Rob Hixson, a commercial real-estate agent, flies out of Tijuana's airport all the time, and he's sick of the hassle.
“It's a pain,” he said. “Getting there, you can take a cab right through, but coming back, the taxi drops you off at the border with your bags, you have to go through customs separately, then the cab picks you up again.”
Sometimes, it can take an hour or more to get through customs, but passengers have little choice if they want to go to most places in Mexico. The only Mexican destinations served by San Diego's Lindbergh Field are Cabo San Lucas and Mexico City.
All of which is why Hixson was eager to help facilitate the $34-million sale of 52 acres of prime Otay Mesa industrial land to a consortium of Mexican and American business people who hope to help build a cross-border airport terminal to access Tijuana's Gen. Abelardo L. Rodriguez Airport. By short-circuiting the usual border crossings with a direct-access tunnel or terminal, officials hope to provide new options for San Diegans looking to fly to Mexico while pumping more cash into Tijuana.
But the land for the terminal, a plan 10 years in the making, had to be secured quickly to prevent it from being taken over by other development. The Mexicans in the purchasing group are already shareholders and board members of Grupo Aeroportuario del Pacifico (GAP), the company that runs Mexico's 12 largest airports. The Americans are Equity Group International (EGI), one of the primary investment vehicles of Sam Zell, billionaire real-estate mogul and owner of the Los Angeles Times, the Chicago Tribune and the Chicago Cubs, among other things.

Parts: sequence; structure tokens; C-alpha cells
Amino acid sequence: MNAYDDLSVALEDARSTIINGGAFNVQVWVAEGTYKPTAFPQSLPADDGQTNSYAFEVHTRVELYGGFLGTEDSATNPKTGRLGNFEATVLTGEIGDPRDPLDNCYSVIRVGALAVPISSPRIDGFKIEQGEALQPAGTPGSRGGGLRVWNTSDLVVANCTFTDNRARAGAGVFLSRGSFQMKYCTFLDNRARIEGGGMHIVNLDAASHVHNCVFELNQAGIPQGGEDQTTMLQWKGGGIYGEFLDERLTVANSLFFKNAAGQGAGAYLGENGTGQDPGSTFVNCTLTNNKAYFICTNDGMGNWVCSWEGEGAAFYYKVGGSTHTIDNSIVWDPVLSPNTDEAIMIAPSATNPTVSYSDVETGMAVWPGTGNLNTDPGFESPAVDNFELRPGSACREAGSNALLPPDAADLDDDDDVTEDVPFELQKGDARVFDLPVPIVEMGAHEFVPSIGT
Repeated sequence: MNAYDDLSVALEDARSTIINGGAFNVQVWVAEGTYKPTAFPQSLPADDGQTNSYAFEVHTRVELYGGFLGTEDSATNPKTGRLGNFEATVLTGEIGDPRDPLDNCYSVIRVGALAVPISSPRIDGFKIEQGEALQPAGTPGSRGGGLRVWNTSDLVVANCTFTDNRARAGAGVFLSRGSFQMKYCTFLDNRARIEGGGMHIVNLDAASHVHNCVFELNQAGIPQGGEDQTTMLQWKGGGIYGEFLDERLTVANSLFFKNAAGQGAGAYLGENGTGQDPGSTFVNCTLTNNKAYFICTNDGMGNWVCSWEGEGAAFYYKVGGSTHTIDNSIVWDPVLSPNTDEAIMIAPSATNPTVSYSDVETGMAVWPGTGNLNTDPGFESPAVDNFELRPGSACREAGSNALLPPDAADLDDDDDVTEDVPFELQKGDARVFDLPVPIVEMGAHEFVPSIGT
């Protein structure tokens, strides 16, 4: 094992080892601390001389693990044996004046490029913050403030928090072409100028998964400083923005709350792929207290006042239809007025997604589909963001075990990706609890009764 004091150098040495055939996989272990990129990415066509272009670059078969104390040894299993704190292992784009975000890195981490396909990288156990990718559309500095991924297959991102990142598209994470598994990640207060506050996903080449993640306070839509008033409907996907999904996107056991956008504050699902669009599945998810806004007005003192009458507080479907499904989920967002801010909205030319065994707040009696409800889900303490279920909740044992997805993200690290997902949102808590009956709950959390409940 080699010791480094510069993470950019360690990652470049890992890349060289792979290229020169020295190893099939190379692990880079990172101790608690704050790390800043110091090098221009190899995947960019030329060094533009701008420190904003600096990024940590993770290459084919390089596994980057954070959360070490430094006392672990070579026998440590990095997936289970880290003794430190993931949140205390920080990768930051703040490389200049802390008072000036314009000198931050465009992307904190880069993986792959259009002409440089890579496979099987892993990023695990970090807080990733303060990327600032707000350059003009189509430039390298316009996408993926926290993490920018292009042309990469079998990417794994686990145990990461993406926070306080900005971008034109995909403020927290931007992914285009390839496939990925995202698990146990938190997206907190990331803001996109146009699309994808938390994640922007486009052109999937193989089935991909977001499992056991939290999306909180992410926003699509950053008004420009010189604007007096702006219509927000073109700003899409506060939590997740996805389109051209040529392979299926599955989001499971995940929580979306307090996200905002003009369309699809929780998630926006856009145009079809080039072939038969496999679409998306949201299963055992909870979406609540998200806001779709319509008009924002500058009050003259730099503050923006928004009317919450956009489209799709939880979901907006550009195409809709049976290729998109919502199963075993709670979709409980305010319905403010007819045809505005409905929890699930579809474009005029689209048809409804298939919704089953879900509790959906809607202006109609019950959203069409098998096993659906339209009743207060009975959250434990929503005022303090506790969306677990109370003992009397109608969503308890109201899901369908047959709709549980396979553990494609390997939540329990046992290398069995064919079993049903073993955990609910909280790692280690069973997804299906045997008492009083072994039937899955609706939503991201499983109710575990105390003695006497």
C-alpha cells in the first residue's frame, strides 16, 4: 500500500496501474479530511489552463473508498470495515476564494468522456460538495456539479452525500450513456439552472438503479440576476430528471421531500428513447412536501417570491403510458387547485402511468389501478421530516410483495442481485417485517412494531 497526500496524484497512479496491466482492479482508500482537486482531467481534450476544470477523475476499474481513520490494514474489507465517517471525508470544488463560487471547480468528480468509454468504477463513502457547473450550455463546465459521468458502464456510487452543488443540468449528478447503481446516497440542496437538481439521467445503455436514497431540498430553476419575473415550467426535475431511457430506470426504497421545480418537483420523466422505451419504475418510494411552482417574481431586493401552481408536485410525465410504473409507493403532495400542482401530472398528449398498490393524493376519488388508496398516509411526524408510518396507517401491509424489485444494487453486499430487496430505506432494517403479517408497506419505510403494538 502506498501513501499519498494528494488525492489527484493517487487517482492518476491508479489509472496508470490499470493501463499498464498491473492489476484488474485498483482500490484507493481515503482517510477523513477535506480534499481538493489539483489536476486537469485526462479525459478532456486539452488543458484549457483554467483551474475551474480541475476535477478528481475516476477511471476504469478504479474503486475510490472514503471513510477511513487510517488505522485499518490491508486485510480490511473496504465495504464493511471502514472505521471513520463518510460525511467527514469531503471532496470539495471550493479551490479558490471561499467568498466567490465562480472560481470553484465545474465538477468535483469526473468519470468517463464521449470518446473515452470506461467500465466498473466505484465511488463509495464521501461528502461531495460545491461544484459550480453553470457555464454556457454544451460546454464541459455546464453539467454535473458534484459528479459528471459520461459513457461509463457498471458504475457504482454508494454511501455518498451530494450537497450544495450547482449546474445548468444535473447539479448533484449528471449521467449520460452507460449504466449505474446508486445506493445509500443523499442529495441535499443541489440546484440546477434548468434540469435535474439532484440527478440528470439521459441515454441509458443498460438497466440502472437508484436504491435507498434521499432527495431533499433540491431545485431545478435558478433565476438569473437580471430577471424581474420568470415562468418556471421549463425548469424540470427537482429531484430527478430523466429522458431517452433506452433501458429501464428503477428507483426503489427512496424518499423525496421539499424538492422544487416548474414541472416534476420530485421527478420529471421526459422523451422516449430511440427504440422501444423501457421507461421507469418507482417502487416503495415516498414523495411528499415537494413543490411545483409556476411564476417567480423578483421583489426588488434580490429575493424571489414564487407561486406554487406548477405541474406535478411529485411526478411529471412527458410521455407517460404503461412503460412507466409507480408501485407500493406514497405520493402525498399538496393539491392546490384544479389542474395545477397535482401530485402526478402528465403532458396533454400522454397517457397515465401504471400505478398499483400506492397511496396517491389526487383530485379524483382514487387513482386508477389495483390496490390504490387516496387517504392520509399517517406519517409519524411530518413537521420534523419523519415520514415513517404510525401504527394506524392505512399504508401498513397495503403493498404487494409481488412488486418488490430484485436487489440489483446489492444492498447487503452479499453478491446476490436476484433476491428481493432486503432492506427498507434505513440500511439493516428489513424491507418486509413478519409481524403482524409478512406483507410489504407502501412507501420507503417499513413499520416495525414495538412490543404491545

EGI spokesperson Terry Holt said Zell has “been encouraged to proceed with our planning by regional officials and agencies, and we are committed to continue working closely with them.”
From Hixson's perspective, Zell's participation adds credibility to the whole project.
“Those are some smart guys,” Hixson said.
The lot they've selected is considered “finished” in development terms: Roads have been built to provide access, and the infrastructure is in place for water, sewage and electricity. The land sits directly across from the Tijuana airport, so close that anyone standing among the brown scrub can watch airplanes taxi to the runway and then take off.
The land sold for $15 a square foot, the top end of the range for the area. Hixson said he had a list of prospective buyers interested in purchasing it in smaller chunks at higher prices, but the sellers preferred to move the parcel all at once.
If the terminal gets built, the Tijuana airport would be the first airport in the Western Hemisphere that crosses a national border and only the third in the world to do so (the other two straddle Switzerland and France). Keith Wilschetz, the San Diego Regional Airport Authority's director for airport system planning, said the actual project could take on any number of different forms. On one extreme, they might just build a parking lot and a covered walkway directly into Tijuana's airport terminal. On the opposite end of the spectrum, the Authority would build an entire terminal, complete with ticketing, baggage claim and gates for the aircraft. The planes would then taxi across the border to use Tijuana's runway.